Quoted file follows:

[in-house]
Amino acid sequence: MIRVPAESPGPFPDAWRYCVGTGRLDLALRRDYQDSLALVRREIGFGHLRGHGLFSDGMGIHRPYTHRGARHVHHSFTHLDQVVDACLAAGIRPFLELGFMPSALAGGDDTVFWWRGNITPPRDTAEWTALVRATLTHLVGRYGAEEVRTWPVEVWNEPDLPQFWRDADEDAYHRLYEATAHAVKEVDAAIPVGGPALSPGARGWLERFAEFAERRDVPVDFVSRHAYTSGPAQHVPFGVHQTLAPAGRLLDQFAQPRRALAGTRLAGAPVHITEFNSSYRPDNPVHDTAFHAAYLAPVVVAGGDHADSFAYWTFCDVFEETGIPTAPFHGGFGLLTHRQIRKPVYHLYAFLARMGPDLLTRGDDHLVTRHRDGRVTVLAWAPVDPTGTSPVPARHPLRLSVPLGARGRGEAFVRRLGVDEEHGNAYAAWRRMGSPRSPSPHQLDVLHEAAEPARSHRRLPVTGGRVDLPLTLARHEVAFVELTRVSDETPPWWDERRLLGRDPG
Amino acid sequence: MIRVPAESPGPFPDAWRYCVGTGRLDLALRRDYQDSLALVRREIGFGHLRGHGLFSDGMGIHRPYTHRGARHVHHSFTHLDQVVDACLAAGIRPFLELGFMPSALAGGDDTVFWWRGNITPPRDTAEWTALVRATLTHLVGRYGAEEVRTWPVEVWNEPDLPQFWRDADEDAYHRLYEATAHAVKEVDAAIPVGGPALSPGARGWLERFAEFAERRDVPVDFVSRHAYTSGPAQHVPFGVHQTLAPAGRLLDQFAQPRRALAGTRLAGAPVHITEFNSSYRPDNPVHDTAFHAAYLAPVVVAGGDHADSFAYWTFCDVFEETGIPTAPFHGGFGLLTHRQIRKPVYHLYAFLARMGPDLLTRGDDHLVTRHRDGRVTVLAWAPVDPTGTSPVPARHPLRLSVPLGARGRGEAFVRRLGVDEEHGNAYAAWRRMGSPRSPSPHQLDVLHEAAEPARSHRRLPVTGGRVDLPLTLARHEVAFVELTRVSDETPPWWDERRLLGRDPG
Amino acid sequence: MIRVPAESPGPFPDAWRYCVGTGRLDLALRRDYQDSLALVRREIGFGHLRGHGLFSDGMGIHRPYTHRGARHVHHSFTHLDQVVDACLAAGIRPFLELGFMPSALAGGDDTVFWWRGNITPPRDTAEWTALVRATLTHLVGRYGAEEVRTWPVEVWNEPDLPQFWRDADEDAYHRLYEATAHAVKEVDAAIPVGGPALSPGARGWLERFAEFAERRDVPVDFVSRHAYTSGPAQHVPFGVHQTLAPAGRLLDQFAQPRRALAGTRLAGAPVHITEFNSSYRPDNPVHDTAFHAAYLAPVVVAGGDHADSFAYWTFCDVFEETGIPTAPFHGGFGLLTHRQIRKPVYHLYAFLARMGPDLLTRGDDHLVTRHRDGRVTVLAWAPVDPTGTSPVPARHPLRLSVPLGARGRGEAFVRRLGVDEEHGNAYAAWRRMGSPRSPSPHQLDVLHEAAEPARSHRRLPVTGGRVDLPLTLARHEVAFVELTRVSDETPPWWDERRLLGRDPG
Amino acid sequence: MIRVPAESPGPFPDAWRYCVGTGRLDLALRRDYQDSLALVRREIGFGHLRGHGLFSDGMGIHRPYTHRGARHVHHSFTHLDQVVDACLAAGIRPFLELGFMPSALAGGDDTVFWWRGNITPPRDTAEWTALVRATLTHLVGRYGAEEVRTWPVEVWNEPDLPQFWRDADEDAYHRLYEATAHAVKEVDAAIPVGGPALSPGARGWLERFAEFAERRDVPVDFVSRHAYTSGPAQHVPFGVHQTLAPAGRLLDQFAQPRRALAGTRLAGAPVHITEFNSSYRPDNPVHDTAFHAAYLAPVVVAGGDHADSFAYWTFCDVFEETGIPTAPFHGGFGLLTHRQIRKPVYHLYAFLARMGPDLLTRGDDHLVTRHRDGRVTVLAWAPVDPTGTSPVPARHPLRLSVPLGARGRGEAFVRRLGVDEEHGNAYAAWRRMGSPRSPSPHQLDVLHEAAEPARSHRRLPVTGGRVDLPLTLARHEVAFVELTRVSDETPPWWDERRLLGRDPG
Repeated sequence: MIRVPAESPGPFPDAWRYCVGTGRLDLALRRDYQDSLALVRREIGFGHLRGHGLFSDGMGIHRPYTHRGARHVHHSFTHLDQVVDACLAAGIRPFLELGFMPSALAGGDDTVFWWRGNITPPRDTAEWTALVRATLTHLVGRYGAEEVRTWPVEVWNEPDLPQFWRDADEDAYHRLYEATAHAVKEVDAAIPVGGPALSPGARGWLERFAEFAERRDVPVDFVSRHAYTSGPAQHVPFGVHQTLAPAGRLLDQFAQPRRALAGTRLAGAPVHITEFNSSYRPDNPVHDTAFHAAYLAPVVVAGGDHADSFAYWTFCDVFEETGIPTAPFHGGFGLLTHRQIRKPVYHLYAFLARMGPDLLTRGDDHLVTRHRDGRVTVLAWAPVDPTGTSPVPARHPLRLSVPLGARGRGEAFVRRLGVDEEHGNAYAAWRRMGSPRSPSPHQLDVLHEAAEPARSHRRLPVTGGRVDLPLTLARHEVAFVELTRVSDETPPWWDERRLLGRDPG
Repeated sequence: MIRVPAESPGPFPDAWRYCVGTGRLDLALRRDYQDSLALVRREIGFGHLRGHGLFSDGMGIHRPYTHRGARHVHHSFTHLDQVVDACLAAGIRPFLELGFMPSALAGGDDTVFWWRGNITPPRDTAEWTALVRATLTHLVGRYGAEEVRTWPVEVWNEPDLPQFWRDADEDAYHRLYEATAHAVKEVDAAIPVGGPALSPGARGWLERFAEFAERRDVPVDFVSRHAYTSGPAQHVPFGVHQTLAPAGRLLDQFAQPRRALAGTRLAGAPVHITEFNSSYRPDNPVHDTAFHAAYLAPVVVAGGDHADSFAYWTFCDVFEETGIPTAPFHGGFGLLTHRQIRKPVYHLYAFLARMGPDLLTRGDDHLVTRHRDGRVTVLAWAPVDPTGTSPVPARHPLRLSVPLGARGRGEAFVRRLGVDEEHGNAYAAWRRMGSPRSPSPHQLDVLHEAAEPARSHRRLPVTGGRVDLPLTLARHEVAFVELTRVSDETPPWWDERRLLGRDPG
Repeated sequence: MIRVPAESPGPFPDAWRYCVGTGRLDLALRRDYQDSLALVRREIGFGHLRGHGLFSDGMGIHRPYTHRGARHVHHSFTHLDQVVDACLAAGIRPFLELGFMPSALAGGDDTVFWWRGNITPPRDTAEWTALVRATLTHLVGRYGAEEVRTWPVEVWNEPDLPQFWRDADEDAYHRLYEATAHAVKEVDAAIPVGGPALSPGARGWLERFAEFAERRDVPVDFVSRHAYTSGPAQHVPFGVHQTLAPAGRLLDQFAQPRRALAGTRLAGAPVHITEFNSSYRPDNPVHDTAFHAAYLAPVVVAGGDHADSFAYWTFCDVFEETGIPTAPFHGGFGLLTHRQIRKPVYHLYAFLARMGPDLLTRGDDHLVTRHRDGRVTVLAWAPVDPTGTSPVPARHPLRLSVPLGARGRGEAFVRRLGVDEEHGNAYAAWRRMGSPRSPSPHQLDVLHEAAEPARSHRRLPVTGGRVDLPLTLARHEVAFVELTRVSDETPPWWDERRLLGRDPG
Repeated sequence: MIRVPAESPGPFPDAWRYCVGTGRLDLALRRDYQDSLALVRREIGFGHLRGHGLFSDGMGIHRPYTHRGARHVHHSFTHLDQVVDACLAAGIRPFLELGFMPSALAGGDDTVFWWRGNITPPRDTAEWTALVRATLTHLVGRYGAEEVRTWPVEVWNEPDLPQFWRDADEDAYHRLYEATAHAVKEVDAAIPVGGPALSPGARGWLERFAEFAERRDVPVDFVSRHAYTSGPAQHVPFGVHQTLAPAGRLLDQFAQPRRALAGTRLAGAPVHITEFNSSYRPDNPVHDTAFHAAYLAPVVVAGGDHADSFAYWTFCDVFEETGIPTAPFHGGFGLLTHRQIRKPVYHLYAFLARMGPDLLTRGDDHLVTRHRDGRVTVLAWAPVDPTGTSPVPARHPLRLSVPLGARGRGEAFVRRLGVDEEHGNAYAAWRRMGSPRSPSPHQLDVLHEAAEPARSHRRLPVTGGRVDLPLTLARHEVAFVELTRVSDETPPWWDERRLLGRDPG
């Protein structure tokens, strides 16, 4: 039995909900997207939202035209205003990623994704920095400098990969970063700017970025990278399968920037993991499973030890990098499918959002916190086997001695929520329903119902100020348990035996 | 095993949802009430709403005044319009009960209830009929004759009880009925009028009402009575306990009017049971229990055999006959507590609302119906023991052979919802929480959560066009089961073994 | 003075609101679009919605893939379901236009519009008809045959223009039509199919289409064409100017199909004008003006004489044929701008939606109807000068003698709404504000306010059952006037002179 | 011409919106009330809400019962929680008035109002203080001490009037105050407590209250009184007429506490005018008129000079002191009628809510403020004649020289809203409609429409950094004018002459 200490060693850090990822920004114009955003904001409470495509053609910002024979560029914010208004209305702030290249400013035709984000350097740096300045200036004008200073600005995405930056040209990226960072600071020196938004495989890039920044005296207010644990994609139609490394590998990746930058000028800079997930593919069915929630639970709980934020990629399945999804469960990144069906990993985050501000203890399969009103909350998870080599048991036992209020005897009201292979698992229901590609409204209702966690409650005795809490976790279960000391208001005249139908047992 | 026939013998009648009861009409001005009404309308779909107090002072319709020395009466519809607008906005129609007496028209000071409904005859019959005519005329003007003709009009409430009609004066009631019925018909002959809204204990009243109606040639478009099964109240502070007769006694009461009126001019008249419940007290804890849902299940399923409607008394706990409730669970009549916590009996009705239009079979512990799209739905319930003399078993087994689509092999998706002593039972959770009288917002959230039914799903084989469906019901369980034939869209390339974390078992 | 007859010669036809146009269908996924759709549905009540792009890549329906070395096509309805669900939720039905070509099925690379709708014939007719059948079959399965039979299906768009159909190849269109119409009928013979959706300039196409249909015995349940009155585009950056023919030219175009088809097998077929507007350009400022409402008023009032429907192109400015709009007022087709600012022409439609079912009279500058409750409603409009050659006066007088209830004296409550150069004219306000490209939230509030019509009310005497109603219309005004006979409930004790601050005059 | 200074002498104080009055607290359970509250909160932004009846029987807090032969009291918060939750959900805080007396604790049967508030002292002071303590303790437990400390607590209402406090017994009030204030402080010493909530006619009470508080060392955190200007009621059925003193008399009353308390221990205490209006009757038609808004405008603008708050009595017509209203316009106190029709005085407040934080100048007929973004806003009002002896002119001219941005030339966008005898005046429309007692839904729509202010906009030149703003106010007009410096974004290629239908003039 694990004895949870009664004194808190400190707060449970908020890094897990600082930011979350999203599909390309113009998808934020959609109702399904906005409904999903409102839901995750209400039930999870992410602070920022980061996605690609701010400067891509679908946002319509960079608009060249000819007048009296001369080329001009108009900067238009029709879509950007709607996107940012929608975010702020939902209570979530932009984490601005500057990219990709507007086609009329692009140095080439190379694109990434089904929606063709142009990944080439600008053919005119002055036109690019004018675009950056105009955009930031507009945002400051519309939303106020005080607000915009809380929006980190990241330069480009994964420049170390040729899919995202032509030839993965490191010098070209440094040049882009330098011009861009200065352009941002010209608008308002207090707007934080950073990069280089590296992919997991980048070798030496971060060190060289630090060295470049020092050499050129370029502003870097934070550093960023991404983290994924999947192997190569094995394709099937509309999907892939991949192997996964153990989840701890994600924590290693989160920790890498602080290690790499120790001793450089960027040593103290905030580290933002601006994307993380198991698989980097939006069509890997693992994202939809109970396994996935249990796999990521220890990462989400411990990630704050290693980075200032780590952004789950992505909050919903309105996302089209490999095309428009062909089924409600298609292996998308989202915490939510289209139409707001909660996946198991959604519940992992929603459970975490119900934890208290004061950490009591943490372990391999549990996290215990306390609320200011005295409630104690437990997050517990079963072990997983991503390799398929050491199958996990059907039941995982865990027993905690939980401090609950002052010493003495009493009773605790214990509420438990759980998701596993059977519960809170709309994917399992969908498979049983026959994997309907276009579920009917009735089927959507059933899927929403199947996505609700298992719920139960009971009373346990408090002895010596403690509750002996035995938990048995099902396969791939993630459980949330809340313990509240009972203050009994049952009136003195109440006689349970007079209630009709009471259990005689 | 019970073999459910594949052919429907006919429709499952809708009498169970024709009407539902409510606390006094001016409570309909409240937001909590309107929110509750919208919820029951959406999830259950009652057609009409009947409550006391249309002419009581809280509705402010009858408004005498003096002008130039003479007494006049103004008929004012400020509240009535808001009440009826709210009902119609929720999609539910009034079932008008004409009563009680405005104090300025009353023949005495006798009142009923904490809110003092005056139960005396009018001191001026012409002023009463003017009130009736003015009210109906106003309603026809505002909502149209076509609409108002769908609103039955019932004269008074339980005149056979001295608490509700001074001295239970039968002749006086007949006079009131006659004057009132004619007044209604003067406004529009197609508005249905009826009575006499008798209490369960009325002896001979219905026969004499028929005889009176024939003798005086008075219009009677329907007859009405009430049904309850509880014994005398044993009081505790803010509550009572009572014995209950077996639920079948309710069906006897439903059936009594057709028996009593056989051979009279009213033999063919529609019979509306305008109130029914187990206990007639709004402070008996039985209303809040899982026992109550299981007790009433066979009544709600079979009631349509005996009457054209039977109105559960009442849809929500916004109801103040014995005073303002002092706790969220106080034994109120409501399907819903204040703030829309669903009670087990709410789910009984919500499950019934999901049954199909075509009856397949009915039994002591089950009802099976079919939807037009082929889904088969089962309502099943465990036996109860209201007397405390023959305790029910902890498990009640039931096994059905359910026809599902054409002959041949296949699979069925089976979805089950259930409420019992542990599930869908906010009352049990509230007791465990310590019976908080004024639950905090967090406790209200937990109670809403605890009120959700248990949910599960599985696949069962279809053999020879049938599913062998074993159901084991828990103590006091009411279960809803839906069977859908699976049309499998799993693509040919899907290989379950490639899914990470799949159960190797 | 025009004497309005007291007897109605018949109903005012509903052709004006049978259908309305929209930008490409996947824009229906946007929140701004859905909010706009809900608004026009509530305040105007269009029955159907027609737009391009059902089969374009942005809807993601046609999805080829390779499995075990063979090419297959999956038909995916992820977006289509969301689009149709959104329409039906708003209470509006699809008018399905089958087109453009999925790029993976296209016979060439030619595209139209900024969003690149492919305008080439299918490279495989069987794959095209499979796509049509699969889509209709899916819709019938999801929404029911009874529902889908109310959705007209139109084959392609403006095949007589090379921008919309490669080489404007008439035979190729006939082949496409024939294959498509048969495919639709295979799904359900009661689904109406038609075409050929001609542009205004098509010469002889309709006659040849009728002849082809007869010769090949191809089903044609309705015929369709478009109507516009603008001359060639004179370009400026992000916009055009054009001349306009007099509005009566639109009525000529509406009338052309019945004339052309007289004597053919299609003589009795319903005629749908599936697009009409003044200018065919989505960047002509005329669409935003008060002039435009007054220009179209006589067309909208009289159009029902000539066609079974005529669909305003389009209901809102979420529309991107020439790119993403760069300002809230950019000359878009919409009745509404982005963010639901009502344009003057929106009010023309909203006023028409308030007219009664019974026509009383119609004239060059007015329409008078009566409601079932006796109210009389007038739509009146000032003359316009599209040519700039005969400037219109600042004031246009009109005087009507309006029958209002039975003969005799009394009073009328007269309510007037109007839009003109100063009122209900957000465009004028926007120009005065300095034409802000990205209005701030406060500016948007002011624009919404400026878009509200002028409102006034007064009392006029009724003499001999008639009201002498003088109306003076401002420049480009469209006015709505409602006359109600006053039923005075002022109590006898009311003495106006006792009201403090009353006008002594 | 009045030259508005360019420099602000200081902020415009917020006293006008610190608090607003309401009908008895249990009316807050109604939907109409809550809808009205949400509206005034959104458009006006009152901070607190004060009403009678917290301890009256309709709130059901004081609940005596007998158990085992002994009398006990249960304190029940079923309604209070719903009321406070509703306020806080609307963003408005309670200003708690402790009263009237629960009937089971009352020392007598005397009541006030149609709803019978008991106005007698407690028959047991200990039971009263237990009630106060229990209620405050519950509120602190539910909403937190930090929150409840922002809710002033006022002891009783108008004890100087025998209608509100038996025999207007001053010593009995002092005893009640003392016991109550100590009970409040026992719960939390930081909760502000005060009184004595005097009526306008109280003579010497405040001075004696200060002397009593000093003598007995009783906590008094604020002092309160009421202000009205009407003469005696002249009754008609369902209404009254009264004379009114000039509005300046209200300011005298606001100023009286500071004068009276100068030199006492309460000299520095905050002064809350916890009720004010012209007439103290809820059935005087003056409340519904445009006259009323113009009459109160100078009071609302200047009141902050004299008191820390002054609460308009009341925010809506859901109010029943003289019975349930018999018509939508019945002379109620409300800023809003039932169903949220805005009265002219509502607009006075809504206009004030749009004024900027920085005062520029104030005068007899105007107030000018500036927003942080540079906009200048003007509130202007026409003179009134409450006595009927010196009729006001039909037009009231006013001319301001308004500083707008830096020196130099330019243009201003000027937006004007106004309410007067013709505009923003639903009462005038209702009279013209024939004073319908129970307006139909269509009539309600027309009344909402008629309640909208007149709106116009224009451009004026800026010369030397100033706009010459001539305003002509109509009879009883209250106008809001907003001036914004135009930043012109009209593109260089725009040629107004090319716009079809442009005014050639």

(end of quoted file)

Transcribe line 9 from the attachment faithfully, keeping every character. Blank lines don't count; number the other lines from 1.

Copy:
Repeated sequence: MIRVPAESPGPFPDAWRYCVGTGRLDLALRRDYQDSLALVRREIGFGHLRGHGLFSDGMGIHRPYTHRGARHVHHSFTHLDQVVDACLAAGIRPFLELGFMPSALAGGDDTVFWWRGNITPPRDTAEWTALVRATLTHLVGRYGAEEVRTWPVEVWNEPDLPQFWRDADEDAYHRLYEATAHAVKEVDAAIPVGGPALSPGARGWLERFAEFAERRDVPVDFVSRHAYTSGPAQHVPFGVHQTLAPAGRLLDQFAQPRRALAGTRLAGAPVHITEFNSSYRPDNPVHDTAFHAAYLAPVVVAGGDHADSFAYWTFCDVFEETGIPTAPFHGGFGLLTHRQIRKPVYHLYAFLARMGPDLLTRGDDHLVTRHRDGRVTVLAWAPVDPTGTSPVPARHPLRLSVPLGARGRGEAFVRRLGVDEEHGNAYAAWRRMGSPRSPSPHQLDVLHEAAEPARSHRRLPVTGGRVDLPLTLARHEVAFVELTRVSDETPPWWDERRLLGRDPG